Government building runs into difficulties More than six weeks after the federal elections, formal coalition negotiations have yet to even commence. Instead, negotiators remain mired in exploratory talks aimed at finding compromises on key political cornerstones of a potential coalition. Over the past two weeks of talks, serious deadlocks became manifest regarding immigration, energy and traffic/transportation policy, Eurozone governance, agriculture, trade, as well as fiscal policy (balanced budgets vs. tax relief). In most of the twelve working groups there are long lists of drawn-out controversial issues with rather vague common ground.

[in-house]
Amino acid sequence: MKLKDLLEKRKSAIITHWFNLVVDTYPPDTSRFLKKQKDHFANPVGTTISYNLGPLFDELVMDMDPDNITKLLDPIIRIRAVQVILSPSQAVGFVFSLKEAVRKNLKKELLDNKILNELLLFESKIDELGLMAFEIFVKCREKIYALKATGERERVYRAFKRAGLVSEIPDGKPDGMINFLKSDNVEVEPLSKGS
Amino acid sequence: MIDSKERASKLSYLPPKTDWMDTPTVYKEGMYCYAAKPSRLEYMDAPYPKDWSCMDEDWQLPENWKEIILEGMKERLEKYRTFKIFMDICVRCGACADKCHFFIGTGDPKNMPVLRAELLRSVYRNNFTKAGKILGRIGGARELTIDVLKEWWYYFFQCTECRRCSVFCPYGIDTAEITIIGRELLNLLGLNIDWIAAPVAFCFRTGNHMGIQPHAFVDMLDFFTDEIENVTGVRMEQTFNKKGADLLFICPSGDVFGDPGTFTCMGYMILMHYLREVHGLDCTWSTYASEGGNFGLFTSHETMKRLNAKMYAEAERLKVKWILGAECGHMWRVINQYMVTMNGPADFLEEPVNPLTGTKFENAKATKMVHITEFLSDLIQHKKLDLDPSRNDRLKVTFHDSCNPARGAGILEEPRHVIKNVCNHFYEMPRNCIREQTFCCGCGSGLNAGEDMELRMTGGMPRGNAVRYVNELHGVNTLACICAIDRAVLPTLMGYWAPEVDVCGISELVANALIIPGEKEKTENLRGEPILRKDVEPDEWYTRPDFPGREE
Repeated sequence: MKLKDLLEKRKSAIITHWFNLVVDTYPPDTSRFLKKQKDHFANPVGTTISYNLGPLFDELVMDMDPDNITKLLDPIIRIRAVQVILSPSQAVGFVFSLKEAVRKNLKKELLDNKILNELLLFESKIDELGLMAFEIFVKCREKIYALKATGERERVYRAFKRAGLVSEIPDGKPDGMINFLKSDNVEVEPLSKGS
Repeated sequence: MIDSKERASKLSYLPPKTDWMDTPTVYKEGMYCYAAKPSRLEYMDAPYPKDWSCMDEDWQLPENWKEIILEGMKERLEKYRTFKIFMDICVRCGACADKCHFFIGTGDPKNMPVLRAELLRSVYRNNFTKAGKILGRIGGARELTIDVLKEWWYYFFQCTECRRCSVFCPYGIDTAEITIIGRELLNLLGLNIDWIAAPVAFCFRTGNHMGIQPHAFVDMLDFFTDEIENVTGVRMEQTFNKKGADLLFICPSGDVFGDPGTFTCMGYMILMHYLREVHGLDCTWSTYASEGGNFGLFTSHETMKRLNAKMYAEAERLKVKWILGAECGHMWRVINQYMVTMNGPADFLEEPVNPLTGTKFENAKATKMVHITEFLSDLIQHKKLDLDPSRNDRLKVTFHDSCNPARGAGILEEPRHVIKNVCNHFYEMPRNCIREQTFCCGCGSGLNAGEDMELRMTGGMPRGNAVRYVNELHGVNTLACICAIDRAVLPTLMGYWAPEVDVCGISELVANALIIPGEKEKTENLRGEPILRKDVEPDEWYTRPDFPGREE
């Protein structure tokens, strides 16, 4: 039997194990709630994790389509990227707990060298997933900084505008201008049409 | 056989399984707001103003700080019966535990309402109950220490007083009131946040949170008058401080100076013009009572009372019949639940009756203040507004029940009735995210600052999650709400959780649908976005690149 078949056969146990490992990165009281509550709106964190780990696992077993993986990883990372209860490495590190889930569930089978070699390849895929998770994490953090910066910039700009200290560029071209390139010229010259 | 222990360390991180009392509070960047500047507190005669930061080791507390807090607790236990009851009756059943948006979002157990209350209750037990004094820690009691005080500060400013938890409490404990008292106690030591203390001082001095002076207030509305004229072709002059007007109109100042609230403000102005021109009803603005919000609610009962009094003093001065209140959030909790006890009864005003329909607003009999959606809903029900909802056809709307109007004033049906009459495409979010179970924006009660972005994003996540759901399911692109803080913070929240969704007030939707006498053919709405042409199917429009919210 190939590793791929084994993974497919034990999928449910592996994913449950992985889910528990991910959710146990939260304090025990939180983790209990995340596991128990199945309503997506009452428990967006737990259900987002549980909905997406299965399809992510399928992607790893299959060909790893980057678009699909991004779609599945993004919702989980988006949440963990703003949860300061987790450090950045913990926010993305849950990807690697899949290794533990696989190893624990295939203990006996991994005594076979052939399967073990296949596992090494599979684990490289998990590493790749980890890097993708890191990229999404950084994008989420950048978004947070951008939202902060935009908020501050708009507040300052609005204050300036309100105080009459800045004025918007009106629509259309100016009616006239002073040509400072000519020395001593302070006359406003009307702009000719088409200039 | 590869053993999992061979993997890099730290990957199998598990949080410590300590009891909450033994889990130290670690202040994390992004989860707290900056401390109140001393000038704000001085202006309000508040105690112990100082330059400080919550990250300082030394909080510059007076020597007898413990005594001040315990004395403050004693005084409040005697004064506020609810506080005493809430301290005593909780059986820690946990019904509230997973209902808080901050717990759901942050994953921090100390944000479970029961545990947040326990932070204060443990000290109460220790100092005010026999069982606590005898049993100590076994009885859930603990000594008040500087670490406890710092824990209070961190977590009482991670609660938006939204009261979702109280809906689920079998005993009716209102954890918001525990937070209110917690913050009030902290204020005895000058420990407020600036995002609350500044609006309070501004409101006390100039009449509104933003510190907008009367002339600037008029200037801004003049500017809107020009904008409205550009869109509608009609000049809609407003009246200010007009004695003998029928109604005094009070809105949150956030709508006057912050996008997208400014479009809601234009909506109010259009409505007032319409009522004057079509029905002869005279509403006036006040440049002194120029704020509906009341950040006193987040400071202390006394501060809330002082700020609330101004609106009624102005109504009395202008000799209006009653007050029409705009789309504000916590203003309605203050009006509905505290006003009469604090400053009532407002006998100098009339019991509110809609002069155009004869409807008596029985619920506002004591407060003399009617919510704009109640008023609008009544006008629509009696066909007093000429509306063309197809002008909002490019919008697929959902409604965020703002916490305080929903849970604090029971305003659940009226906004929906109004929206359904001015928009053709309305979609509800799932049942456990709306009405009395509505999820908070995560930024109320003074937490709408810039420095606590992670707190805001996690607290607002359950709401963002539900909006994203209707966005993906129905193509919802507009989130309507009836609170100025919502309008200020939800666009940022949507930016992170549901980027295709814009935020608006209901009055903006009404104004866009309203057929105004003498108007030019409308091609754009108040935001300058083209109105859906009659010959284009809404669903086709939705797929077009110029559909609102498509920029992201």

Leading coalition negotiators now estimate the probability of a successful conclusion at just 50%. While this may be hyperbole, the risk of a snap election is rising. However, we still expect a “Jamaica” coalition to take office with a 75% chance. Given the recent Lower Saxony election results, and in view of federal polls remaining similar to the September 24th outcome, a snap election would not be in the interest of the “Jamaica” coalition protagonists – offering little prospect for profit while exposing them to large risks. Polls and inner-party movement should be watched with heightened scrutiny now: As long as polls remain stable and parties remain quiescent, we see no need to alter our expectation that the “Jamaica” coalition parties will eventually compromise, even if the agreement is a bad one. In addition to the tedious negotiations that still lay ahead, any agreement reached will also require a lengthy ratification by each party board and/or members. A new government may take as long as January to take office.
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